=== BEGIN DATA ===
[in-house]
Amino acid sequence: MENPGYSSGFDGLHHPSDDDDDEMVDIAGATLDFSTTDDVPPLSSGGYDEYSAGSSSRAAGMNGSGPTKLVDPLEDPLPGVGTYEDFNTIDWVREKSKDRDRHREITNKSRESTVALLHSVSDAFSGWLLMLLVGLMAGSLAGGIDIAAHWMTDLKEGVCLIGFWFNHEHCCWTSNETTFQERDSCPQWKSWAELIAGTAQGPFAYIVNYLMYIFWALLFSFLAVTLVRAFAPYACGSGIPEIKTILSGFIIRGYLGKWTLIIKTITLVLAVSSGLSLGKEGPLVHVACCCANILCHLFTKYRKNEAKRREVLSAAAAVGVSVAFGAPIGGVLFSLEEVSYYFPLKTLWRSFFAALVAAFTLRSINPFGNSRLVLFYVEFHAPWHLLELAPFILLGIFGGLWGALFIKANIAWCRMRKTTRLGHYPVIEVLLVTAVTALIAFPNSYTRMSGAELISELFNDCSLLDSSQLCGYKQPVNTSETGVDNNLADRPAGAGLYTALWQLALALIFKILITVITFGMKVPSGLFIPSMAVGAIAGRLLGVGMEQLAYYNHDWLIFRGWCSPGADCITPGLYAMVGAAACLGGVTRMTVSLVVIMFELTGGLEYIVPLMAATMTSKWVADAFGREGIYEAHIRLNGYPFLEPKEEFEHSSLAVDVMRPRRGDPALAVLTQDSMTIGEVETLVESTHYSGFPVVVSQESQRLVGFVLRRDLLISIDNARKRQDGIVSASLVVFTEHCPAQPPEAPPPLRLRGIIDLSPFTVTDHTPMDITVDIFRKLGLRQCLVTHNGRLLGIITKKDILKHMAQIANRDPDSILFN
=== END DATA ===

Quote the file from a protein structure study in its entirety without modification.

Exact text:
[in-house]
Amino acid sequence: MENPGYSSGFDGLHHPSDDDDDEMVDIAGATLDFSTTDDVPPLSSGGYDEYSAGSSSRAAGMNGSGPTKLVDPLEDPLPGVGTYEDFNTIDWVREKSKDRDRHREITNKSRESTVALLHSVSDAFSGWLLMLLVGLMAGSLAGGIDIAAHWMTDLKEGVCLIGFWFNHEHCCWTSNETTFQERDSCPQWKSWAELIAGTAQGPFAYIVNYLMYIFWALLFSFLAVTLVRAFAPYACGSGIPEIKTILSGFIIRGYLGKWTLIIKTITLVLAVSSGLSLGKEGPLVHVACCCANILCHLFTKYRKNEAKRREVLSAAAAVGVSVAFGAPIGGVLFSLEEVSYYFPLKTLWRSFFAALVAAFTLRSINPFGNSRLVLFYVEFHAPWHLLELAPFILLGIFGGLWGALFIKANIAWCRMRKTTRLGHYPVIEVLLVTAVTALIAFPNSYTRMSGAELISELFNDCSLLDSSQLCGYKQPVNTSETGVDNNLADRPAGAGLYTALWQLALALIFKILITVITFGMKVPSGLFIPSMAVGAIAGRLLGVGMEQLAYYNHDWLIFRGWCSPGADCITPGLYAMVGAAACLGGVTRMTVSLVVIMFELTGGLEYIVPLMAATMTSKWVADAFGREGIYEAHIRLNGYPFLEPKEEFEHSSLAVDVMRPRRGDPALAVLTQDSMTIGEVETLVESTHYSGFPVVVSQESQRLVGFVLRRDLLISIDNARKRQDGIVSASLVVFTEHCPAQPPEAPPPLRLRGIIDLSPFTVTDHTPMDITVDIFRKLGLRQCLVTHNGRLLGIITKKDILKHMAQIANRDPDSILFN